CCST9036 Scientific and Technological Literacy
Frontiers in Materials: Civilisation, Industry, and Well-Being

This course is under the thematic cluster(s) of:

  • Sustaining Cities, Cultures, and the Earth (SCCE)

Course Description

“Materials Frontiers” underpin the survival and success of many sectors, from cosmetics and the creative industries, sports and well-being, energy and environment, mobility and transport, to quantum and metaverse technologies. Materials are ubiquitous, yet unique in their properties. Though the fundamental building blocks of materials were created soon after the Big Bang, their individual and collective behaviours continue to elude our mastery even with Big Data! They have emerged as a bedrock of human civilisation, underpining the ancient Three Ages (Stone, Bronze and Iron) to the modern Four Industrial Revolutions (1.0 to 4.0),  and shall become a beacon of societal advancement, “shining” into the quantum, the metaverse and the great unknown.

On the other hand,  each of us has already been equipped with materials covering more than half of the Periodic Table of the Elements – over 40 are in a smart phone. The rapid advancement in any modern technology is a consequence of the development of many new types of materials and our ability to make them sustainably and cost-effectively. For example, the discovery of silicon in the 19th century and the invention of the transistor in the 20th century paved the road for the “Information Age”. The development of graphene and related low-dimensional materials are poised to take us to a new “Age of Experience”.

The course is designed to introduce materials frontiers by a “top-down” approach in the context of current challenges and/or future applications. The purposes are to: 1) offer students a heuristic perspective of materials discovery for societal advancement; 2) equip students with a holistic understanding of materials types and technologies for key industrial sectors; and 3) inspire students with grand challenges and potential materials innovations for smart and sustainable development. The underlining principles in the design, processing, and functionalization of different types of materials will be naturally integrated into the application-oriented thematic topics.

Course Learning Outcomes

On completing the course, students will be able to:

  1. Knowledge of different types of materials and their property attributes, and ability to explain the basic scientific principles of how these materials function.
  2. Ability to make informed decision in seelcting suitable types of materials for specific applications.
  3. Identify problems related to the improper usage and disposal of materials, and describe the impact of these problems to our society.
  4. Analyze simple scientific problems related to materials, to design and conduct simple experiments to solve these problems, and to organize, present, and discuss their findings in public or other workshops.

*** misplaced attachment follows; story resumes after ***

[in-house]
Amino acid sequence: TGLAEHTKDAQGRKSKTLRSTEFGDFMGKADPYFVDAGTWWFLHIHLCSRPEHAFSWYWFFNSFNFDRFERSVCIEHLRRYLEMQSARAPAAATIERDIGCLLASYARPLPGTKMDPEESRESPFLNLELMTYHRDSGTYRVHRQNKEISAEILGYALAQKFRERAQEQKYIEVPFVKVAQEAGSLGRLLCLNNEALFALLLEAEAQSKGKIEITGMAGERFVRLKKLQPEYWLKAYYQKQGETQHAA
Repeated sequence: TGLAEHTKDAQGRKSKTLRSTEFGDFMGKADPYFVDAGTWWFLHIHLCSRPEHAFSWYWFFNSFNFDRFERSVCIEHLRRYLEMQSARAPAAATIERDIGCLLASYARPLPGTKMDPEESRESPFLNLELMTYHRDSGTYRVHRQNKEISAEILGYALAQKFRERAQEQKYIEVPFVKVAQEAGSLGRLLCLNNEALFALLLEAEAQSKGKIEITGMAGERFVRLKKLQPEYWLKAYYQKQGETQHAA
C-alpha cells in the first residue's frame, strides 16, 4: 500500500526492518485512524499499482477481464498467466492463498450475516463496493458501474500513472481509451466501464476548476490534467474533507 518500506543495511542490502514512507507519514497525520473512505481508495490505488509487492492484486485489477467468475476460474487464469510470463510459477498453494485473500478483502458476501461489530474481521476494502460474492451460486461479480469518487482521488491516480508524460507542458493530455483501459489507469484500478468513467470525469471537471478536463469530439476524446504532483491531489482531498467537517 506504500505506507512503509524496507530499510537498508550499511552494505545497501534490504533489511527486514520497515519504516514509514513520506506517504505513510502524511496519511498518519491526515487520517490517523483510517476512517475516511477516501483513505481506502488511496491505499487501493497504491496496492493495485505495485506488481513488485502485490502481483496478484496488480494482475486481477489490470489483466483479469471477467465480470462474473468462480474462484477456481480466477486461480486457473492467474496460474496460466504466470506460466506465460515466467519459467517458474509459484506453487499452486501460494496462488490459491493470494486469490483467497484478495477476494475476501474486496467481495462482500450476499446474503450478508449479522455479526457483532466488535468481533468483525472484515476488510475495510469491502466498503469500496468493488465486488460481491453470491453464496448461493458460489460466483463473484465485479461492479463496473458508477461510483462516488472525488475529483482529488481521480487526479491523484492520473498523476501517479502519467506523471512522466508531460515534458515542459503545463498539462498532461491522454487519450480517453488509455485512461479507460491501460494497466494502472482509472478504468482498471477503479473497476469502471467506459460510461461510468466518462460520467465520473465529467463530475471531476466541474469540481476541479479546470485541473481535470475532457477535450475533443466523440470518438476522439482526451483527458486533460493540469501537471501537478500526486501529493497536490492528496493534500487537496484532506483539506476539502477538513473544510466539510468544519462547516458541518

5. Identify the frontline activities of materials development in the context of the current global issues and future demands.

Offer Semester and Day of Teaching

Second semester (Wed)

Study Load

Activities Number of hours
Lectures 24
Tutorials 8
Seminars 4
Reading / Self-study 25
Practical classes 6
Assessment: Essay / Laboratory report writing 45
Assessment: Group project and presentation 25
Assessment: In-class test 2
Total: 139

Assessment: 100% coursework

Assessment Tasks Weighting
Essay 30
Project presentation 25
Participation in practical sessions 30
Participation in discussion group 5
Quiz 10

Required Reading and Viewing

Most of the required readings will be supplied at the beginning of each “themed” lectures. The following short-readings can serve as a “starter”. 

  • Arunachalam, V. S., & Fleischer, E. L. (2000). Behind the themes and between the lines: Materials challenges for the next century. MRS Bulletin, 25(1), 3.
  • Arunachalam, V. S., & Fleischer, E. L. (2001). Materials challenges for the next century: A concluding note. MRS Bulletin, 26(12), 1020-1021.
  • Bensaude-Vincent, B., Hessenbruch, A. (2004). Materials science: a field about to explode? Nature Mater3, 345–347. From
  • Cottrell, A. (2000). A centennial report: Looking back on 100 years of materials of development. MRS Bulletin, 25(2), 125-132.
  • Katiyar, N. K., Goel, G., Hawi, S., et al. (2021). Nature-inspired materials: Emerging trends and prospects. NPG Asia Mater, 13(56). From
  • Making the future. (2022). Nat Synth, 1(1). From
  • Materials science: Materials science articles from across Nature Portfolio. From
  • Neto, A. H. C. (2010). The carbon new age. Materials Today, 13(3), 12-17.


Course Co-ordinator and Teacher(s)

Course Co-ordinator Contact
Professor Z.X. Guo
Department of Chemistry, Faculty of Science
Tel: 2859 8905
Teacher(s) Contact
Professor Z.X. Guo
Department of Chemistry, Faculty of Science
Tel: 2859 8905
Dr S. Lee
Department of Chemistry, Faculty of Science
Tel: 3910 2194
Dr Y. Wang
Department of Chemistry, Faculty of Science
Tel: 3917 6073
Dr K.K.H. Ng
Department of Chemistry, Faculty of Science
Tel: 2859 8905